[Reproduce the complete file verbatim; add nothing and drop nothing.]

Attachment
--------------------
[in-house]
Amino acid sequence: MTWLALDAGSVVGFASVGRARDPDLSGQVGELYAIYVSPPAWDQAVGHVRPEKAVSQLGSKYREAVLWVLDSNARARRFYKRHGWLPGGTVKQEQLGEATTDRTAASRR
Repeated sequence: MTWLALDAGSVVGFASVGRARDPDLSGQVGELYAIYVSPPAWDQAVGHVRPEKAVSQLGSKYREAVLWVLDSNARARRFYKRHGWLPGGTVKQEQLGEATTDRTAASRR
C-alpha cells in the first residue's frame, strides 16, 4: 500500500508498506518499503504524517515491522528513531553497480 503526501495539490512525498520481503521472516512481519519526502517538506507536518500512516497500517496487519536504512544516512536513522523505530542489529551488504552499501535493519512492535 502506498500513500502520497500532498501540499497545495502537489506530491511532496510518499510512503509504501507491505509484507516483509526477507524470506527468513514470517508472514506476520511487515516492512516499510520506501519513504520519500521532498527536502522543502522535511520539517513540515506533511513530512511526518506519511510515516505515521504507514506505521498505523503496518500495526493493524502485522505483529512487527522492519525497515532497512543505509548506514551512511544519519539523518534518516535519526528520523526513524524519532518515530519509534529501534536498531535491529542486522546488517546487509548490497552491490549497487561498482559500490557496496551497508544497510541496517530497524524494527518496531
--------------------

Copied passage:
[in-house]
Amino acid sequence: MTWLALDAGSVVGFASVGRARDPDLSGQVGELYAIYVSPPAWDQAVGHVRPEKAVSQLGSKYREAVLWVLDSNARARRFYKRHGWLPGGTVKQEQLGEATTDRTAASRR
Repeated sequence: MTWLALDAGSVVGFASVGRARDPDLSGQVGELYAIYVSPPAWDQAVGHVRPEKAVSQLGSKYREAVLWVLDSNARARRFYKRHGWLPGGTVKQEQLGEATTDRTAASRR
C-alpha cells in the first residue's frame, strides 16, 4: 500500500508498506518499503504524517515491522528513531553497480 503526501495539490512525498520481503521472516512481519519526502517538506507536518500512516497500517496487519536504512544516512536513522523505530542489529551488504552499501535493519512492535 502506498500513500502520497500532498501540499497545495502537489506530491511532496510518499510512503509504501507491505509484507516483509526477507524470506527468513514470517508472514506476520511487515516492512516499510520506501519513504520519500521532498527536502522543502522535511520539517513540515506533511513530512511526518506519511510515516505515521504507514506505521498505523503496518500495526493493524502485522505483529512487527522492519525497515532497512543505509548506514551512511544519519539523518534518516535519526528520523526513524524519532518515530519509534529501534536498531535491529542486522546488517546487509548490497552491490549497487561498482559500490557496496551497508544497510541496517530497524524494527518496531